3.4 million people live with Type 2 diabetes in England, and 200,000 are expected to be diagnosed every year. As a leading contributor to stroke, heart attack and other fatal diseases, Type 2 diabetes is increasing the risk of death for many people, and treatment accounts for almost 9% of the NHS’s budget (£8.8 billion annually).
Type 2 diabetes is preventable and treatable through lifestyle changes, which is why, in 2016, there was a phased national roll-out of the Diabetes Prevention Programme (DPP) which enabled 20,000 people to access behavioural intervention programmes. The capacity of this programme is expected to reach 100,000 referrals in 2020. The programme runs for a minimum of 9 months and aims to increase physical activity levels, nutritional knowledge and to help patients attain a healthy weight.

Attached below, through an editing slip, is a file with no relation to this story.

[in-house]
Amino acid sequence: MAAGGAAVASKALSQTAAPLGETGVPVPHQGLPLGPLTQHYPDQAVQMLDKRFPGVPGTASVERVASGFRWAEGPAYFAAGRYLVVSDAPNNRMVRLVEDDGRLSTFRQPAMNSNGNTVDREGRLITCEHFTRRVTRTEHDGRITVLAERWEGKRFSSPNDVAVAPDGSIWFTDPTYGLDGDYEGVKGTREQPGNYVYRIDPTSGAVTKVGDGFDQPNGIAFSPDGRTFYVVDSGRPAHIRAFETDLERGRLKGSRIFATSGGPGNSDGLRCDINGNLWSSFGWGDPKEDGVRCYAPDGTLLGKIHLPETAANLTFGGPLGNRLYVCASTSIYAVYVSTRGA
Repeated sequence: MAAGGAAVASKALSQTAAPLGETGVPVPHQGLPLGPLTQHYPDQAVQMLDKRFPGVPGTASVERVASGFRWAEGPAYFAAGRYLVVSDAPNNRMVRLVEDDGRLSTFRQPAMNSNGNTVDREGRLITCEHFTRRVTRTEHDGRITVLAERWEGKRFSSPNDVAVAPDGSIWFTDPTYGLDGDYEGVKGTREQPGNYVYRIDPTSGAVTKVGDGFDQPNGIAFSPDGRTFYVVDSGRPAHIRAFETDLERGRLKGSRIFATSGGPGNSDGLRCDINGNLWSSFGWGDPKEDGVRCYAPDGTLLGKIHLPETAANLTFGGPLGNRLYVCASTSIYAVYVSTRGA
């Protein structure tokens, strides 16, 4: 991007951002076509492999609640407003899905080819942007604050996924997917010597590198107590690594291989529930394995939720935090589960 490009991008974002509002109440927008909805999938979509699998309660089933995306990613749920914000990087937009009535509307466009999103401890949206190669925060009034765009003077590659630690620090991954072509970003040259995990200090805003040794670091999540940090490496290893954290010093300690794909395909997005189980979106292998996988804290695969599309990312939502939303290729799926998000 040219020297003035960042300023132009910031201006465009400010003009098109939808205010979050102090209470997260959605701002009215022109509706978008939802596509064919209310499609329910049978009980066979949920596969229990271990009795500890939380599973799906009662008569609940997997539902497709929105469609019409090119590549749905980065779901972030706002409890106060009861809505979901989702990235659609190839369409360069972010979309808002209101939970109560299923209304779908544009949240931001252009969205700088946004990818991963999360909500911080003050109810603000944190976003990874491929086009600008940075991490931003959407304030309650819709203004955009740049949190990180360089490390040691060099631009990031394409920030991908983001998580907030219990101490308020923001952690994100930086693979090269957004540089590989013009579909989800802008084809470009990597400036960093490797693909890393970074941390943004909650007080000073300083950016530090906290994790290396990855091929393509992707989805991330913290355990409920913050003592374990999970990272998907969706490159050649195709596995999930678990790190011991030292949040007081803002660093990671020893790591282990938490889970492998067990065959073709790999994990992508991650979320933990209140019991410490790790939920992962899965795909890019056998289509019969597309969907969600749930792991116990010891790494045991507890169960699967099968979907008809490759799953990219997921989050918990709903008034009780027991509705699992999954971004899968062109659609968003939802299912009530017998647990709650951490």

Under this government, “a digital pilot of the NHS DPP was launched in November 2017 and referrals to digital services commenced in December 2017″.
In April 2018, the DPP completed its national roll-out to all clinical commissioning groups and local authorities, with over 78,000 people having taken up the programme up to that date.
In June 2018, it was announced that NHS England had approved a further £80 million investment in the programme over the next three years, more than has been put into the programme to date.
The completion of the national roll-out, piloting of a digital version, and continued funding of the Diabetes Prevention Programme are all evidence of continued support, so this policy can be marked as ‘done’.
Get the details
- NHS Diabetes Prevention Programme – NHS England
- NHSDPP overview and FAQ – NHS England
- NHS Diabetes Prevention Programme – digital stream – NHS England
- Health matters: preventing Type 2 Diabetes – Gov.uk
- Public Health Matters – Gov.uk